Hi! As we’ve established before, I’m terrible at intros and like to go straight to the point (just to absolutely meander later on, because when do I make perfect sense?) and it’s time for another review, so let’s just get into it.
- Publication date: July 21st 2017
- Publisher: Stories Untold
- Genre: Fantasy
In Croswald, the only thing more powerful than dark magic is one secret…
For sixteen years Ivy Lovely has been hidden behind an enchanted boundary that separates the mundane from the magical. When Ivy crosses the border, her powers awaken. Curiosity leads her crashing through a series of adventures at the Halls of Ivy, a school where students learn to master their magical blood and the power of Croswald’s mysterious gems. When Ivy’s magic—and her life—is threatened by the Dark Queen, she scrambles to unearth her history and save Croswald before the truth is swept away forever.
Thank you to the publisher and NetGalley for providing me with an e-copy of this book in exchange for an honest review.
I’ve been in a big Middle-Grade mood for quite a long time now, so when I was approached with an offer of reviewing this book I jumped on it immediately. The blurb sounded magical and like something right up my alley. Unfortunately, after reading the book I was left with some mixed feelings.
I’m going to jump right in and not give you a synopsis, because that’s just how I roll. While the idea for the book was great, it wasn’t too original. Don’t get me wrong, nothing is new anymore, everything has been done before in some shape or form, I know that, but the amount of parallels between The Crowns of Croswald and Harry Potter was astounding. Ivy being an orphan, who sleeps in the cupboard, going to a magical school, does that ring a bell? The one mention of money is so reminiscent of J.K. Rowling’s system it made me do a double take. The letter of acceptance with a list of things needed for the school term and the street on which Ivy does her shopping… I mean, one of her teacher’s name is Filbert Fenix and he’s so small he has to stand on a chair and a stack of books. If that’s not a reimagined Filius Flitwick, I don’t know what is. There’s even a Peeves of sorts, he’s just called Jester. I could go on for a while, but I think I’ve made my point.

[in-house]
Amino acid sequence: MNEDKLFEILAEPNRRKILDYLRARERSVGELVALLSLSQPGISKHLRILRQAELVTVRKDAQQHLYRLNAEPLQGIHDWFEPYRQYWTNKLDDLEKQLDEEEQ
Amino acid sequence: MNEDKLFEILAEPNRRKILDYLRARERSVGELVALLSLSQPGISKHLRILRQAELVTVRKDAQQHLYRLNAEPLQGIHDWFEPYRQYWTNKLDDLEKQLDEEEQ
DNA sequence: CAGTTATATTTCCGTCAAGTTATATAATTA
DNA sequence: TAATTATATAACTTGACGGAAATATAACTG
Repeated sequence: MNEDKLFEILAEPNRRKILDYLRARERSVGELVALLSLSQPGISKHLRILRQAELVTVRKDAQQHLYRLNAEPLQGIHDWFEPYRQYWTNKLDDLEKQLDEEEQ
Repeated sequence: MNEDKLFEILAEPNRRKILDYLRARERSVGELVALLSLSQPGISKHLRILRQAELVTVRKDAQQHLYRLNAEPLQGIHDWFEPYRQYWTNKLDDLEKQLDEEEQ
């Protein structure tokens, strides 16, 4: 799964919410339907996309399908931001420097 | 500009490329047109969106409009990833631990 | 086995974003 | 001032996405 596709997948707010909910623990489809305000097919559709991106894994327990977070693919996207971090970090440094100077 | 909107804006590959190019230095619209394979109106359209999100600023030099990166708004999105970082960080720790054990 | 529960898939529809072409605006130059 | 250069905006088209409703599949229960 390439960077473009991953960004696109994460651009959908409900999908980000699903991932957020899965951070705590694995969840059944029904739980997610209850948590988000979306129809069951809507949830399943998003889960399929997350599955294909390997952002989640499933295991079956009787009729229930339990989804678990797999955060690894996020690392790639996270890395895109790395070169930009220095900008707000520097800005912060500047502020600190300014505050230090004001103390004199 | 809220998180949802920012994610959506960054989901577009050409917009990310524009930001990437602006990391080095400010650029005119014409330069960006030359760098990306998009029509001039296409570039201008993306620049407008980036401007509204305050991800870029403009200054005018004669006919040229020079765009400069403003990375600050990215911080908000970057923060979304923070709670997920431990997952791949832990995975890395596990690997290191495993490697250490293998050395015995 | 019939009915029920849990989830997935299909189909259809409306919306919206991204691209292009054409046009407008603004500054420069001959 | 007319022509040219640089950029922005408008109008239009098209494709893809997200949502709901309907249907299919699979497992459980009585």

There are many original bits of the story, too, which could make an incredibly rich and magical world if not overshadowed by he aforementioned things. The story itself definitely had a potential and maybe develops more in the next books. I enjoyed the magic system (though I wanted to know more about it), the way the Startus works, and people turning into tomes, and the bits and pieces we got of the world was quite interesting. Minus the slurry. It’s never really explained what it is, and a mention of slurry fields make me think of manure slurry. Was it on purpose? Is it just about fields heavily fertilised with… shit? Or am I wrong? Please tell me I’m wrong.
Ivy was not my favourite protagonist. She was selfish and made a lot of terrible decisions. She wasn’t a particularly good friend, either. I think has she been younger (12 or 13) or if the book was more YA than Middle-Grade, I would enjoy her more. I wish we got more depth from the supporting characters, a bit more Winsome (unfortunately he turned into a plot device) and less mentions of Woodley Butterlove loving butter.
Overall, I thought the book had a really huge potential that just wasn’t reached. The plot, though busy and exciting, seemed choppy and all over the place. Everything moved too smoothly. The whole middle part of the book was one event blending into the other, and suddenly we were nearing the end of the year – it did not feel like months have passed. I wish the story flowed better, because it’s definitely one that could be read in one or two sittings. Unfortunately, I didn’t enjoy this book as much as I thought I would and I found it slow to get through. Too bad, because as I said, the potential was sizeable.
Thank you for reading! I’ll talk to you soon.